The operation has ended, the last few battles were victories . . . yet the war has not been won. We’re Jazz fans, loyal to the core, and while our team was dealt a number of blows this season, we have a strong foundation to build upon.
We finished the season on an upswing, managing to scrape out a winning home record, but also a negative average points differential. Further review is necessary to see what went right and what went wrong so that the next Operation 82 is more successful than this one was in 2010-2011. As always, former Operation 82 previews: October, November, December, January, February, March, and April.
Last Month Review:
I felt like the Jazz would win three games this last month – and they did. They beat the Los Angeles Lakers (on the road!!!), and the New Orleans Hornets (also on the road), and took care of business last night against the Denver Nuggets at home. While the Jazz were unable to tank correctly, they did manage three wins in the last five games in order to win the sentimental ‘feel good’ games that sucker us into always supporting this team. (If that’s the case, the last few ‘feel good’ games by guys with expiring contracts should also make those players feel like they’re coming back – if sentimentality reigns supreme here)
The Jazz were riddled with injuries all season long, and this last month was no different. Too many guys finished the season in suits and the last two games we won were against teams that were similarly not at full strength. That should not fully diminish our victories; however, the Lakers victory was one of the few true victories (expelling the demons on their own court) of the season.
The Jazz lost to the Sacramento Kings on April 3rd, but beat the New Orleans Hornets (April 11th) and Denver Nuggets (April 13th). So the Jazz went 2-1 in ‘Big Games’ this month. For the season, by my count, the Jazz ended up going 20-24 in big games this year – which is not half bad. It’s clearly not half good though (45%). More telling would be how the Jazz went 21-31 (40%) against other teams in our conference; and only 7-9 (44%) in our division. If we want to ascend to the top of our division again we’re going to actually have to beat some of the teams on the Utah side of the Rocky Mountains sometime.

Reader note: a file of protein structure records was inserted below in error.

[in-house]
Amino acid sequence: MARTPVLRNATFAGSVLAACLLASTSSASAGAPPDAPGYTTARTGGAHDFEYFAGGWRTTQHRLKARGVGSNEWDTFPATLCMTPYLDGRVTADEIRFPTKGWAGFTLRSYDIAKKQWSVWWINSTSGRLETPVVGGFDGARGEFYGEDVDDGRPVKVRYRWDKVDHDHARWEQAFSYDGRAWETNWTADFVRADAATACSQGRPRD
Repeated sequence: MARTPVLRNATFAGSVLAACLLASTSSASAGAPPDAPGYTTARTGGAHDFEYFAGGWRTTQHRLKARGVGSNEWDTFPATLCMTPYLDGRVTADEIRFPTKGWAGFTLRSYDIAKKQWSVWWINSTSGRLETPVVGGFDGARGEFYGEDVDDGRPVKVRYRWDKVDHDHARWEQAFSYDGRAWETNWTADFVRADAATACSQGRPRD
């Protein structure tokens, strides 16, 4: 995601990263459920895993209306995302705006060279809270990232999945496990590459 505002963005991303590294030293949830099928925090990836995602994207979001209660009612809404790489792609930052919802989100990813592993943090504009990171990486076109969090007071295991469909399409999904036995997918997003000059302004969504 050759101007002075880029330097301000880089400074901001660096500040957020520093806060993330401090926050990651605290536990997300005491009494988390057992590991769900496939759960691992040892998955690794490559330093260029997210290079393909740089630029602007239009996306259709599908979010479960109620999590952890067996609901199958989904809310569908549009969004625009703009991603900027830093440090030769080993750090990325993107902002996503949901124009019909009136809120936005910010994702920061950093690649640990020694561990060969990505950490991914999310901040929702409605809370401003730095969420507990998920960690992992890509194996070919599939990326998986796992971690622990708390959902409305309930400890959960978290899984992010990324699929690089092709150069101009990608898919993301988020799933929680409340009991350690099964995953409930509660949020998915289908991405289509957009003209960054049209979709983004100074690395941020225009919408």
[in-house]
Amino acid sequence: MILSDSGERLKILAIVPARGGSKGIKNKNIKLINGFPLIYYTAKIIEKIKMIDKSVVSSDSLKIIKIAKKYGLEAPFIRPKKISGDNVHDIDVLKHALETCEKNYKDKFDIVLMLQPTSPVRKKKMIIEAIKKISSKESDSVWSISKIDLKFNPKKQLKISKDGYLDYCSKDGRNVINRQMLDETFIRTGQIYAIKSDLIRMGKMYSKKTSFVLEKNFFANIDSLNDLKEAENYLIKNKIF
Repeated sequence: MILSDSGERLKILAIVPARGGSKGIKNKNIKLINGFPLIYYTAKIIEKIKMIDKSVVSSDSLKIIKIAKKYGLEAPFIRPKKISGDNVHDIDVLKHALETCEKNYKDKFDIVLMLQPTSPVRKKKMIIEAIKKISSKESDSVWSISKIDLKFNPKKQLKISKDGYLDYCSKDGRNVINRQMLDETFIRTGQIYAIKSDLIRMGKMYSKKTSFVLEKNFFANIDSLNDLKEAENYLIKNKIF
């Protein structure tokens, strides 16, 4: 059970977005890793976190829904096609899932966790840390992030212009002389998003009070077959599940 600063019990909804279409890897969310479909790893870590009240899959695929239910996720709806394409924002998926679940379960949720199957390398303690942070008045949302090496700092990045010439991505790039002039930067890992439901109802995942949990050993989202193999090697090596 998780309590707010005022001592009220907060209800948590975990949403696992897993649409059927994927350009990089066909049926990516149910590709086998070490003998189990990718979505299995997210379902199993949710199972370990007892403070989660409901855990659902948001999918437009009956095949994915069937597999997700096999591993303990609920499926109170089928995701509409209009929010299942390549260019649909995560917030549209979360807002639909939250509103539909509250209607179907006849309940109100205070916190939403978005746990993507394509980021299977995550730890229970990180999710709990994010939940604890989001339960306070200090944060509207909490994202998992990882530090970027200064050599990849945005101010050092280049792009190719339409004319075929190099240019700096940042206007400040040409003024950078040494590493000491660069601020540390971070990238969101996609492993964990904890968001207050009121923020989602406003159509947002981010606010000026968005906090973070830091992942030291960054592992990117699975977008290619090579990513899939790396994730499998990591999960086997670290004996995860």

A very quick statement about the end of this season:
Perhaps, in the true sense of closure and Eastern philosophical thought, it was only fitting that the Jazz started and ended the season against Northwest Division rivals, the Denver Nuggets. What was once opened is now closed. This season is at an end, and we now move onto the next – this circular revolution now complete and the cosmos satisfied. The passing of our great coaches leaves space, resources, and time to allow new plants to grow strong and vibrant. The removal of negative forces from the locker room allows for peace and harmony to flourish. The burden of Andrei Kirilenko’s contract (which he told Larry H. Miller (pbuh) he’d gladly renegotiate but the NBA players association would not allow Larry to change two player’s contracts in the same off-season – and he was forced to decided to let Fisher out of his at the expense of keeping Andrei at his) no longer constrains our financial flexibility. This is a new day for our Utah Jazz – a breath of fresh air for the franchise; and not just because Kyrylo Fesenko is cleaning out his locker, one rife with hidden secret odors from a time long, long ago. This was truly a season in transition – but expecting another 50 win romp after a 6 player change from last off-season was highly idealistic and perhaps a little naive. Without our top players from the last incarnation of the Jazz as contenders (Deron Williams and Carlos Boozer), and now bereft of Jerry Sloan and Phil Johnson on the bench, the Jazz are without familiarity – but also without the high expectations.
Now mistakes can happen, all the while working towards the greater goal. Under the last era the margin of error became too small. And in crunch time the game could only be decided by the actions of one guy. (Partly due to injuries) In the last few games we’ve seen clutch play on offense *and* defense from a number of new faces. I think we can be a stronger team, at the expense of having less marketable stars. I’m optimistic right now for our team; a small, but brave, sapling that dares to grow in the aftermath of a terrible storm that devastates a once proud forest.
I predict that the Jazz will finish the NBA Lottery with two draft picks, and not trade either of them, even though this draft appears to be shallower than some of the people you know on Facebook.